Statistics for the Behavioral and Social Sciences

PSYC B5– Elementary Statistics for the Behavioral and Social Sciences
Spring 2013
Professor: Dr. LeBlanc
Office: LA 215C; Phone: 395-4513
Office Hours: MW 1:30-3:30 pm; TR 7:00 -7:45 am
Emergencies: 395-4554
Course Description: (as it appears in the 2011-2012 catalog): Statistics as applied to the behavioral and social
sciences: Introduces basic terminology and measurement scales associated with basic statistics used in
behavioral and social research. Emphasizes appropriate application and interpretation of measures of central
tendency, variation, and correlation, in the use of parametric and nonparametric statistical hypothesis testing.
Prerequisites: Math BD, Introductory course in Psychology, Sociology, Anthropology, Economics, or Political
Science (May be currently enrolled). Recommended: Reading Level 5 and English Level 5.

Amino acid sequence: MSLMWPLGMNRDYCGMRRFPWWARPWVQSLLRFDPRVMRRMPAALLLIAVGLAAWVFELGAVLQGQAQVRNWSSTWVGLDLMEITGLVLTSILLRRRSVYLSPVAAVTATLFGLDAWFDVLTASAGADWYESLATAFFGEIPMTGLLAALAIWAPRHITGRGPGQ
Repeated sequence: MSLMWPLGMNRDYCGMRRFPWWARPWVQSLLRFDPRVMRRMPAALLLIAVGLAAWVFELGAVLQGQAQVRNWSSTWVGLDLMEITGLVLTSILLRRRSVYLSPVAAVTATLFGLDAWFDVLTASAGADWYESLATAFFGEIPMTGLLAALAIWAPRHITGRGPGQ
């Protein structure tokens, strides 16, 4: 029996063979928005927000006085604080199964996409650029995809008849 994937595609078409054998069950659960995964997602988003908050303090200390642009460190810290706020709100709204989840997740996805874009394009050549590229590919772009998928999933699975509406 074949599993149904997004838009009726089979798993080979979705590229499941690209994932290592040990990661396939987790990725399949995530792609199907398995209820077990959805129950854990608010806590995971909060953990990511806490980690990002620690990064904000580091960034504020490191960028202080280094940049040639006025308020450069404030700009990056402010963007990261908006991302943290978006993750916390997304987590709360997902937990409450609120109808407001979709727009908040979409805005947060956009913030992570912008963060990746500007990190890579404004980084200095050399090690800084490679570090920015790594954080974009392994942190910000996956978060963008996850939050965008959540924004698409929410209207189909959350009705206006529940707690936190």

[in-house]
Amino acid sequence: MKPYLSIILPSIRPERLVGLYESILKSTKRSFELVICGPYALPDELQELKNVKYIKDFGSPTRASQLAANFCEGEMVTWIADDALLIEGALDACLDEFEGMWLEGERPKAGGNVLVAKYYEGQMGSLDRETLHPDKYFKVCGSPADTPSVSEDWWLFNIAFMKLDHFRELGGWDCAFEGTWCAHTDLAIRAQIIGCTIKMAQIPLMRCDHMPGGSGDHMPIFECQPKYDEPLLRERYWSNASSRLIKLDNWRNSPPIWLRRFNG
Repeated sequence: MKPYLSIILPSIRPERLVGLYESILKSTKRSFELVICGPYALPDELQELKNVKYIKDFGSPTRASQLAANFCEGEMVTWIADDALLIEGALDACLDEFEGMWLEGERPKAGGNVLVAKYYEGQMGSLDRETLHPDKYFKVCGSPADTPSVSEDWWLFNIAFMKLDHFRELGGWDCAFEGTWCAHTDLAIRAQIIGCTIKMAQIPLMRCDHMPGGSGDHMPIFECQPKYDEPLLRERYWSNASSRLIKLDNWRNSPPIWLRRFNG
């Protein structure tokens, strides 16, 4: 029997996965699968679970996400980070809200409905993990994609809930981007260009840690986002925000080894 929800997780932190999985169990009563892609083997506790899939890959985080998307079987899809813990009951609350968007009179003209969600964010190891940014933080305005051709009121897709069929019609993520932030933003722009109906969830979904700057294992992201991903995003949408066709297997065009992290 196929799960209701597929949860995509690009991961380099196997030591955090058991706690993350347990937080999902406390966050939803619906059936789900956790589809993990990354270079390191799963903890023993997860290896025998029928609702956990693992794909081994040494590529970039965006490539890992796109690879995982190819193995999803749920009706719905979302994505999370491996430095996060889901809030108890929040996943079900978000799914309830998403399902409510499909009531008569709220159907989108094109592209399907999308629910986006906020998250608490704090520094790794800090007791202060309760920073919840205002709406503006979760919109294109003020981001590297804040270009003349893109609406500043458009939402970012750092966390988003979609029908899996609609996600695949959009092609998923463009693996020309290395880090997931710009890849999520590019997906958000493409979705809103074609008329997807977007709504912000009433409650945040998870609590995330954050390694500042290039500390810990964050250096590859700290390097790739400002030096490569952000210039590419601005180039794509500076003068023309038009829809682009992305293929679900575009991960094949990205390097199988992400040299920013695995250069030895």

Required Course Materials:
1. Textbook: Heiman, Gary W. (2011). Basic Statistics for the Behavioral Sciences (6th edition). Cengage
Learning ISBN 9780840031433
2. Required Study Guide: Hendricks, D.J., Walls, R. T., & Heiman, G. W. (2011). Basic Statistics for the
Behavioral Sciences: Student Workbook and Study Guide (6th edition). Cengage. ISBN: 9780495909590
Learning Outcomes: By the end of the course you should:
A. Identify and explain the levels of measurement and terminology used in statistical analysis.
B. Explain and effectively apply descriptive and inferential statistics for each level of data.
C. Interpret statistical analyses based on behavioral and social research problems.
Professor’s Message: Those of you who plan to continue on in psychology, sociology and/or research need
this course as it contributes to the foundations of your scientific career. The information and skills you learn in
this course will help you in every step of the research process. In addition, the skills you acquire in this course
will be essential as you move into more advanced courses where you will read scientific journal articles and be
required to think critically about their findings and the interpretation of their results. Most of you however, will
not end up pursuing a research-oriented career. Regardless of your career goal, you should be educated
consumers of information. The knowledge you acquire in this course will allow you to think critically about